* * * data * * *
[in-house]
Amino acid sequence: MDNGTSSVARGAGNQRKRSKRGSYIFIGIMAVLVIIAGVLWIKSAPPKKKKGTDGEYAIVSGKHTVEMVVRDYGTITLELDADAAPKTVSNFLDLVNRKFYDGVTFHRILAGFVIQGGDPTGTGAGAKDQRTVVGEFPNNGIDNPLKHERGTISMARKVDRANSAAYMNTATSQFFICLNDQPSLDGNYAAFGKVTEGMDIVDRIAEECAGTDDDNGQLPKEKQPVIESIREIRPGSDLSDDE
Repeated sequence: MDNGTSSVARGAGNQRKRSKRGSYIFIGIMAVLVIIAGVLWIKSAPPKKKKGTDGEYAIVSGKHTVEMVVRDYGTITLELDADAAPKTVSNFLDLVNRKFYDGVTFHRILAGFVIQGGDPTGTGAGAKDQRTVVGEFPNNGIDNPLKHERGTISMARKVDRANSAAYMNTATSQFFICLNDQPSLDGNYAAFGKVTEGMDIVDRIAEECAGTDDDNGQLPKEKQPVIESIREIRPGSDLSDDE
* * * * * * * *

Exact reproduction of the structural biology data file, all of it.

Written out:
[in-house]
Amino acid sequence: MDNGTSSVARGAGNQRKRSKRGSYIFIGIMAVLVIIAGVLWIKSAPPKKKKGTDGEYAIVSGKHTVEMVVRDYGTITLELDADAAPKTVSNFLDLVNRKFYDGVTFHRILAGFVIQGGDPTGTGAGAKDQRTVVGEFPNNGIDNPLKHERGTISMARKVDRANSAAYMNTATSQFFICLNDQPSLDGNYAAFGKVTEGMDIVDRIAEECAGTDDDNGQLPKEKQPVIESIREIRPGSDLSDDE
Repeated sequence: MDNGTSSVARGAGNQRKRSKRGSYIFIGIMAVLVIIAGVLWIKSAPPKKKKGTDGEYAIVSGKHTVEMVVRDYGTITLELDADAAPKTVSNFLDLVNRKFYDGVTFHRILAGFVIQGGDPTGTGAGAKDQRTVVGEFPNNGIDNPLKHERGTISMARKVDRANSAAYMNTATSQFFICLNDQPSLDGNYAAFGKVTEGMDIVDRIAEECAGTDDDNGQLPKEKQPVIESIREIRPGSDLSDDE